BIDEN: “The bottom line: 90% of Americans in Afghanistan who wanted to leave were able to leave. For the remaining Americans, there is no deadline. We remain committed to getting them out, if they want to get out. Secretary of State Blinken is leading the continued diplomatic efforts to ensure safe passage for any American, Afghan partner or foreign national who wishes to leave Afghanistan. – Remarks from the White House.
THE FACTS: For the record, Biden vowed he would take out 100% of Americans before withdrawing his forces.
And his suggestions on Tuesday that many of the remaining Americans are dual nationals and may be undecided about leaving do not reflect the whole truth.
He asserted that 100-200 Americans are still there and have “some intention to leave,” adding: “Most of those who remain are dual nationals, long-time residents, but decided earlier to stay due. of their family roots in Afghanistan. ”
The White House later said 98% of Americans wishing to leave had been evacuated, without explaining how it came to such a precise percentage in the Afghan uproar. White House press secretary Jen Psaki also said that Biden was telling these people that if they decide in two weeks that they want to leave, “we’ll get you out.”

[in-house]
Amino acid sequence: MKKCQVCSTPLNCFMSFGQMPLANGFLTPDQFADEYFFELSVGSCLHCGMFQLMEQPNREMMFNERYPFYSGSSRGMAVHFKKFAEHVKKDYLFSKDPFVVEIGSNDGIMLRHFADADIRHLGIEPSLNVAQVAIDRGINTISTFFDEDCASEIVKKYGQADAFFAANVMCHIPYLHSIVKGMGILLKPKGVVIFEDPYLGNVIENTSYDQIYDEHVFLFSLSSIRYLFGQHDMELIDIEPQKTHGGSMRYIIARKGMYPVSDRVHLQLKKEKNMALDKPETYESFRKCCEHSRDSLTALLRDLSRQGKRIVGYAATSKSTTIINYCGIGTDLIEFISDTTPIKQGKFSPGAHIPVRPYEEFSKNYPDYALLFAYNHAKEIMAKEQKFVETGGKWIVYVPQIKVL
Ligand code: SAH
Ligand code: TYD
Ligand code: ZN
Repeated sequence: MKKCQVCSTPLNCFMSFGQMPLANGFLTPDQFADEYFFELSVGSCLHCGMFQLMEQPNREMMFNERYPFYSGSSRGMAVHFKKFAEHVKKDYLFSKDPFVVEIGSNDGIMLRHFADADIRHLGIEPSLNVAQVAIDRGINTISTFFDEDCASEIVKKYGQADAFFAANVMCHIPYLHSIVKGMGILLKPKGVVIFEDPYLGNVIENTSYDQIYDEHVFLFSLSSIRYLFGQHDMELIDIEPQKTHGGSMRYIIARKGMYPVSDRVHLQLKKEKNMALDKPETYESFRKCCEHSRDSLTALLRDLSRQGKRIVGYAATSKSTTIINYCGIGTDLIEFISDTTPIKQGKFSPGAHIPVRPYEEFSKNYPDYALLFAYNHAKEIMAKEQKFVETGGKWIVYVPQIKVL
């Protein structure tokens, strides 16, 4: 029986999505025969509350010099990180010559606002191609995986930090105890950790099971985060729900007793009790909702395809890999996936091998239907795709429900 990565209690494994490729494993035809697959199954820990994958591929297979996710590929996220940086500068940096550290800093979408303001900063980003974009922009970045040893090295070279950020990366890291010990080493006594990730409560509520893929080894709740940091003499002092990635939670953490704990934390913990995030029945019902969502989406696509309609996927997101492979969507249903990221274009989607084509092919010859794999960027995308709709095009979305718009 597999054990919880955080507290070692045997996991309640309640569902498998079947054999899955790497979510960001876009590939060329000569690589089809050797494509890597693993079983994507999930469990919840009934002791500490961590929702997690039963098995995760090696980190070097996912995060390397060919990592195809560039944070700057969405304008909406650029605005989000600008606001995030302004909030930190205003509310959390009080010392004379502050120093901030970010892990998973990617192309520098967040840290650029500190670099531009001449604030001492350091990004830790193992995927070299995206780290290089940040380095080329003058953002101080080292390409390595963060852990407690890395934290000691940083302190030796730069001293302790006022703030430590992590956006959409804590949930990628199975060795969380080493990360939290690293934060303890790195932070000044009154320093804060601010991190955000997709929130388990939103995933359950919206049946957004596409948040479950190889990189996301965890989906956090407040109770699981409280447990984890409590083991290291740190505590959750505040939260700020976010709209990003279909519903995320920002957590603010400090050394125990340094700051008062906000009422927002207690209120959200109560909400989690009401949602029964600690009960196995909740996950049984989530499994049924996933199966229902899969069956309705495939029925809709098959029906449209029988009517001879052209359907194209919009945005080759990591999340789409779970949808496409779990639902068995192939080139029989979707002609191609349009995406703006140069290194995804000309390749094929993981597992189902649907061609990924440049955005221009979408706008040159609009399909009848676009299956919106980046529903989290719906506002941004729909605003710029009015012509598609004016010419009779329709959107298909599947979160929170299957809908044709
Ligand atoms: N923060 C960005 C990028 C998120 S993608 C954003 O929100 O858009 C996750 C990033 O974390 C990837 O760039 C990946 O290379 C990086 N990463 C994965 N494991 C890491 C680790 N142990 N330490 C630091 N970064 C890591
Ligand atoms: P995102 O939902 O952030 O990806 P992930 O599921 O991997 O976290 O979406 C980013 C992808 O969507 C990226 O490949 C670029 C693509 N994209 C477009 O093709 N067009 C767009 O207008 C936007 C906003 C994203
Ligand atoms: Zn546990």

These comments may underestimate the desperation of Americans trapped in Afghanistan. General Frank McKenzie, head of the US Central Command, said on Monday that The Americans tried to get to Kabul airport for the final evacuations but were unable to. No Americans, other than military and government personnel, were on board the last five jets to depart.
“We kept the option of bringing them in until immediately before the start, but we couldn’t get any Americans out,” he said. “This activity probably ended about 12 hours before our outing, although we continued to raise awareness and would have been prepared to continue them until the very last minute. But none of them made it to the airport and could be – and could have been accommodated. “
Biden unequivocally told ABC News on August 19 that the United States will not leave any Americans stranded.
“The Americans understand that we are going to try to do it before August 31,” Biden said at the time. “If we don’t, we will determine at that point who remains.”
Then? “And if there are any US citizens left, we will stay until we get them all out.”
The last American planes took off from the airport on Monday evening, August 30, one minute before midnight in Kabul.
U.S. officials estimated as many as 200 Americans were left behind, along with an unknown number of Afghans and others frantically trying to leave. By that time, more than 100,000 people, mostly Afghans, had been transported to safety during the multinational evacuations.
Now that it’s become a matter of diplomacy,
U.S. officials said diplomats were in talks with neighboring countries and others to try to arrange non-military U.S. evacuations for those who remained. Among the options, if diplomacy works, are potential charter flights from the airport when it reopens and land links.
Burns is the National Security Editor for the Associated Press. PA diplomatic writer Matthew Lee contributed to this report.
Editor’s note – A look at the veracity of the assertions of political figures.